Tenet #1 – Establish a Rescue Program

Metro Animal Care & Control (MACC) claims to work with many nonprofit rescue partners, though there has never been a written policy pertaining to rescue partnerships. A mere 1% of animals impounded at MACC in 2012 were transferred to rescues, evidence which suggests rescues are an underutilized avenue to save animals. For several weeks we have submitted feedback on the draft rescue partner policy, as well as provided national and local data regarding successful policies implemented by shelters with low kill rates. Yesterday via press release, MACC unveiled its new policy and procedure for the certification of nonprofit rescue partners, in effort to reduce their kill rate.We are ecstatic to see this monumental step in the right direction.  The good news is that the application process seems relatively simple.  However, the rescue partner program, as debuted, unfortunately does not include all the components for which we’ve advocated.  The major barriers to the program’s success are detailed below.ADOPTION/TRANSFER FEE
Best practice:
Rescues are not required to pay an adoption/transfer fee.

MACC’s policy: Rescues must pay a reduced adoption/transfer fee.

The problems:

  • This practice deters rescues from becoming partners with MACC because they can do business at no charge with many shelters in neighboring counties.
  • It costs more to kill an animal than to send an animal to a rescue.

Best practice: 
The animal control facility entrusts all needed medical care to the rescue partner, freeing up the time and resources of the shelter’s staff and enabling them to prepare more animals to move into the adoption area.

MACC’s policy: All animals must be minimally vetted and spayed/neutered before leaving MACC, unless the rescue  partner has a physical shelter equipped for surgical procedures (e.g. Nashville Humane).

The problems:

  • This practice creates a backlog for MACC’s on-site veterinarian, thereby preventing animals from being moved into adoption efficiently.
  • Most rescues across the country utilize several foster homes, not one physical shelter.  Most rescues are not equipped to perform surgical procedures; rather, they use the services of a local veterinarian.

Best practice:
Rescue partners are permitted to pull any animal that has fulfilled the 3-day stray hold mandated under Tennessee state law (with the exception of animals that have been temperament tested using proper protocols and deemed too aggressive to be rehabilitated OR animals that are deemed medically unfit).  There is no additional waiting period to pull any animal.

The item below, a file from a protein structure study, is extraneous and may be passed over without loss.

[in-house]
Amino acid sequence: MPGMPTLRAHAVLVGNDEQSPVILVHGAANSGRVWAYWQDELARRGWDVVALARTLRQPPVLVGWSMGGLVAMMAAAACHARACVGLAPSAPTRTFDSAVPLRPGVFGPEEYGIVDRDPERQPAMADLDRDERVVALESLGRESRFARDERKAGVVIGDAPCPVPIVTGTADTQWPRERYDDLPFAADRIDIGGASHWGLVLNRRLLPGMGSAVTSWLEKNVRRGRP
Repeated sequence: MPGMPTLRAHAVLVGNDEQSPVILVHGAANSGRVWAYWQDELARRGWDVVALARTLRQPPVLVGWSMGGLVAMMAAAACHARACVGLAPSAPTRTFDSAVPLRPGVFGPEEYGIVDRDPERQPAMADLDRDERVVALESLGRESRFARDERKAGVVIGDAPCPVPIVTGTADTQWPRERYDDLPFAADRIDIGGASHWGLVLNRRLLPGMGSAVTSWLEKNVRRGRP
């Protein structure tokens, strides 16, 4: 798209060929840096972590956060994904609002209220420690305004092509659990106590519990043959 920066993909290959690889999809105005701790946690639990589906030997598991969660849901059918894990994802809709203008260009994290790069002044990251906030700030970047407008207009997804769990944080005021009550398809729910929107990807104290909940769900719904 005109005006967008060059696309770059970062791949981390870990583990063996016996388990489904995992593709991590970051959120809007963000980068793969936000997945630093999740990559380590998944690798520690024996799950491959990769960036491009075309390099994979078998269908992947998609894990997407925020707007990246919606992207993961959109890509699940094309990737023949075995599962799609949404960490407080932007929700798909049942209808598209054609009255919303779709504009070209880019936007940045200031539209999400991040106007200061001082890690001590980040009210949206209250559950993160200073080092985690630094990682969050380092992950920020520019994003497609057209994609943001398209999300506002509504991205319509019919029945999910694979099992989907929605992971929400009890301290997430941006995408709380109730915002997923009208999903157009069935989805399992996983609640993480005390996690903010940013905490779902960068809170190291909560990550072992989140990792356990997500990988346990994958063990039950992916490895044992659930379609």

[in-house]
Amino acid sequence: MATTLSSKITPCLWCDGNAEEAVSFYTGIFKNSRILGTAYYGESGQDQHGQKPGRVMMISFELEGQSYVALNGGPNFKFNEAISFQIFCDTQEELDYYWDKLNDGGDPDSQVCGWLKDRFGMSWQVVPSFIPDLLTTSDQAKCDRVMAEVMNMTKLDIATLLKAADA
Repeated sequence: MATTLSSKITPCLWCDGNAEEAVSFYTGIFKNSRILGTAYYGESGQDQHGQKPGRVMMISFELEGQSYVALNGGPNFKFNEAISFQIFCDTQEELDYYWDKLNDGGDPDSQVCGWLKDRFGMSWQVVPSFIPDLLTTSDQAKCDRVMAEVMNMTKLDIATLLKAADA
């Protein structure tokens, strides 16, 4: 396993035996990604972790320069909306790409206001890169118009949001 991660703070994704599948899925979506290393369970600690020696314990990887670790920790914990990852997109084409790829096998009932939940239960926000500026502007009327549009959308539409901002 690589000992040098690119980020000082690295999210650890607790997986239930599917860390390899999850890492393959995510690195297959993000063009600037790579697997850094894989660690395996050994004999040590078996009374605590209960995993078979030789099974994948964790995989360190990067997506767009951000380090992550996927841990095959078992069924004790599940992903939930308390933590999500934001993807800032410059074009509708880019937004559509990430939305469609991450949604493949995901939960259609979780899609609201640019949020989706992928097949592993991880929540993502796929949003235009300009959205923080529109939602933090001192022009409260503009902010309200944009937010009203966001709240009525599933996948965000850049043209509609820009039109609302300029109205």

MACC’s policy: According to the press release, rescue partners are permitted to pull animals that have been available for adoption for a minimum of two weeks.  (This is contrary to the information provided by Dr. Paul in the health department’s Council budget hearing.)

The problems:

  • This practice is fiscally irresponsible.  During that two week waiting period, MACC absorbs the cost to feed and house each animal, as well as the cost to perform euthanasia if it is not adopted.
  • This unnecessarily lengthens the time an adoptable animal is in shelter.  In shelter, an animal is more susceptible to stress, lack of socialization, increased aggression, and death or illness.
  • The longer each kennel in the adoption area remains occupied, animals in quarantine and impound are more likely to die due to time and space constraints inside MACC.
  • Not all adoptable animals make it to the adoption area at MACC.  In fact, most are never seen by the public or given a chance to be adopted.

No reputable animal welfare organization or veterinary professional would argue that shelter is a better environment than a foster home.  Rescues remove animals from the less than optimal shelter environment and agree to take full responsibility for their care, eliminating a piece of the burden shouldered by the shelter (and tax payers) – an act most would consider a public service.

These facets of MACC’s policy defy the industry standard for best practice, which is to move all healthy animals out of shelter as quickly as possible, thus lowering the kill rate at the facility.

We’re happy to see some of the bricks loosened, but we must keep pushing if we want to knock down the wall!


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